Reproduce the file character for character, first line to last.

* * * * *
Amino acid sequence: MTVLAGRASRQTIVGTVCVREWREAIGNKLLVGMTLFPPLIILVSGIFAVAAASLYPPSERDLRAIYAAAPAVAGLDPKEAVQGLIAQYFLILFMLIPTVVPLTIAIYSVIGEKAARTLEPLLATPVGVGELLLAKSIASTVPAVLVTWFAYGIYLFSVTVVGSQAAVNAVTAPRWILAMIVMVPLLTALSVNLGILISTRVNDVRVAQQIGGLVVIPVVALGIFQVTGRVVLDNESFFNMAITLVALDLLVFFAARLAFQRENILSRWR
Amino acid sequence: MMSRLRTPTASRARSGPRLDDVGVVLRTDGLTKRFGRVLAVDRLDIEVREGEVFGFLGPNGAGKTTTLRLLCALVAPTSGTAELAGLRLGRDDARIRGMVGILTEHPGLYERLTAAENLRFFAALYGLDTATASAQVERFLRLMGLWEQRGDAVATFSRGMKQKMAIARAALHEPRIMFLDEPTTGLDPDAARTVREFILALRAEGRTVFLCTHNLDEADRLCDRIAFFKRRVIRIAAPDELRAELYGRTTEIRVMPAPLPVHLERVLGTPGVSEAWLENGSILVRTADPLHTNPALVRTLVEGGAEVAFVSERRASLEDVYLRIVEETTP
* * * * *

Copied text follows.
Amino acid sequence: MTVLAGRASRQTIVGTVCVREWREAIGNKLLVGMTLFPPLIILVSGIFAVAAASLYPPSERDLRAIYAAAPAVAGLDPKEAVQGLIAQYFLILFMLIPTVVPLTIAIYSVIGEKAARTLEPLLATPVGVGELLLAKSIASTVPAVLVTWFAYGIYLFSVTVVGSQAAVNAVTAPRWILAMIVMVPLLTALSVNLGILISTRVNDVRVAQQIGGLVVIPVVALGIFQVTGRVVLDNESFFNMAITLVALDLLVFFAARLAFQRENILSRWR
Amino acid sequence: MMSRLRTPTASRARSGPRLDDVGVVLRTDGLTKRFGRVLAVDRLDIEVREGEVFGFLGPNGAGKTTTLRLLCALVAPTSGTAELAGLRLGRDDARIRGMVGILTEHPGLYERLTAAENLRFFAALYGLDTATASAQVERFLRLMGLWEQRGDAVATFSRGMKQKMAIARAALHEPRIMFLDEPTTGLDPDAARTVREFILALRAEGRTVFLCTHNLDEADRLCDRIAFFKRRVIRIAAPDELRAELYGRTTEIRVMPAPLPVHLERVLGTPGVSEAWLENGSILVRTADPLHTNPALVRTLVEGGAEVAFVSERRASLEDVYLRIVEETTP